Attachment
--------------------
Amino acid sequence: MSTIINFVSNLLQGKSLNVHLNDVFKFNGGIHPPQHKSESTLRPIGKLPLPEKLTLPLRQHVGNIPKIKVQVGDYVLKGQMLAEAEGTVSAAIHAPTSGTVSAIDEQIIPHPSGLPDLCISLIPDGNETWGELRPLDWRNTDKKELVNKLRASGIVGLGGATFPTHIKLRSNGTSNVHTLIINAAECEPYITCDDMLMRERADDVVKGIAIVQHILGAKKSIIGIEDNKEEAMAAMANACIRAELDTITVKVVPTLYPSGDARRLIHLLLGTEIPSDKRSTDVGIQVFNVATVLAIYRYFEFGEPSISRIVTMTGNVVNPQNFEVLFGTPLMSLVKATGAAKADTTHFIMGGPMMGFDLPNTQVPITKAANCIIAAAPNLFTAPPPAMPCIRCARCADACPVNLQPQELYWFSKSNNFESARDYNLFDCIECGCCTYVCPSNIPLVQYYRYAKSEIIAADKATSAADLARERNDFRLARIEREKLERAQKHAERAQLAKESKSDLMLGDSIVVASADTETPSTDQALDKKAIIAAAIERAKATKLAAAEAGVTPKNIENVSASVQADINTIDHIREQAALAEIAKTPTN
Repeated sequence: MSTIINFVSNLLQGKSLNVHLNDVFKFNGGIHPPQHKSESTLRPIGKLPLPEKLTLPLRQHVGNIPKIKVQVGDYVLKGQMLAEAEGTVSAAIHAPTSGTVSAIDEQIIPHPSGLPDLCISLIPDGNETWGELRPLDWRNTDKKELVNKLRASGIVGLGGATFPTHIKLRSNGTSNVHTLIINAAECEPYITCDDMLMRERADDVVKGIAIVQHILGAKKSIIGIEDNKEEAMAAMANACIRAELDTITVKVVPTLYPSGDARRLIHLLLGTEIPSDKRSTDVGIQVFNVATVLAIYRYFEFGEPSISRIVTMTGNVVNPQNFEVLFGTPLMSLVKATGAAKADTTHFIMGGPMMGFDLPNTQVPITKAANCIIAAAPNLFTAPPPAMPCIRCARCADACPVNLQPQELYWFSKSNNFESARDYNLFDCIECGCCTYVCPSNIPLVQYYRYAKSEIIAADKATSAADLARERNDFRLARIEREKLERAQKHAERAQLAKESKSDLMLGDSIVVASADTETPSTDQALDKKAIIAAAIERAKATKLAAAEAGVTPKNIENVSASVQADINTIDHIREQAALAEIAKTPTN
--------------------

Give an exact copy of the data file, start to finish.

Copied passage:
Amino acid sequence: MSTIINFVSNLLQGKSLNVHLNDVFKFNGGIHPPQHKSESTLRPIGKLPLPEKLTLPLRQHVGNIPKIKVQVGDYVLKGQMLAEAEGTVSAAIHAPTSGTVSAIDEQIIPHPSGLPDLCISLIPDGNETWGELRPLDWRNTDKKELVNKLRASGIVGLGGATFPTHIKLRSNGTSNVHTLIINAAECEPYITCDDMLMRERADDVVKGIAIVQHILGAKKSIIGIEDNKEEAMAAMANACIRAELDTITVKVVPTLYPSGDARRLIHLLLGTEIPSDKRSTDVGIQVFNVATVLAIYRYFEFGEPSISRIVTMTGNVVNPQNFEVLFGTPLMSLVKATGAAKADTTHFIMGGPMMGFDLPNTQVPITKAANCIIAAAPNLFTAPPPAMPCIRCARCADACPVNLQPQELYWFSKSNNFESARDYNLFDCIECGCCTYVCPSNIPLVQYYRYAKSEIIAADKATSAADLARERNDFRLARIEREKLERAQKHAERAQLAKESKSDLMLGDSIVVASADTETPSTDQALDKKAIIAAAIERAKATKLAAAEAGVTPKNIENVSASVQADINTIDHIREQAALAEIAKTPTN
Repeated sequence: MSTIINFVSNLLQGKSLNVHLNDVFKFNGGIHPPQHKSESTLRPIGKLPLPEKLTLPLRQHVGNIPKIKVQVGDYVLKGQMLAEAEGTVSAAIHAPTSGTVSAIDEQIIPHPSGLPDLCISLIPDGNETWGELRPLDWRNTDKKELVNKLRASGIVGLGGATFPTHIKLRSNGTSNVHTLIINAAECEPYITCDDMLMRERADDVVKGIAIVQHILGAKKSIIGIEDNKEEAMAAMANACIRAELDTITVKVVPTLYPSGDARRLIHLLLGTEIPSDKRSTDVGIQVFNVATVLAIYRYFEFGEPSISRIVTMTGNVVNPQNFEVLFGTPLMSLVKATGAAKADTTHFIMGGPMMGFDLPNTQVPITKAANCIIAAAPNLFTAPPPAMPCIRCARCADACPVNLQPQELYWFSKSNNFESARDYNLFDCIECGCCTYVCPSNIPLVQYYRYAKSEIIAADKATSAADLARERNDFRLARIEREKLERAQKHAERAQLAKESKSDLMLGDSIVVASADTETPSTDQALDKKAIIAAAIERAKATKLAAAEAGVTPKNIENVSASVQADINTIDHIREQAALAEIAKTPTN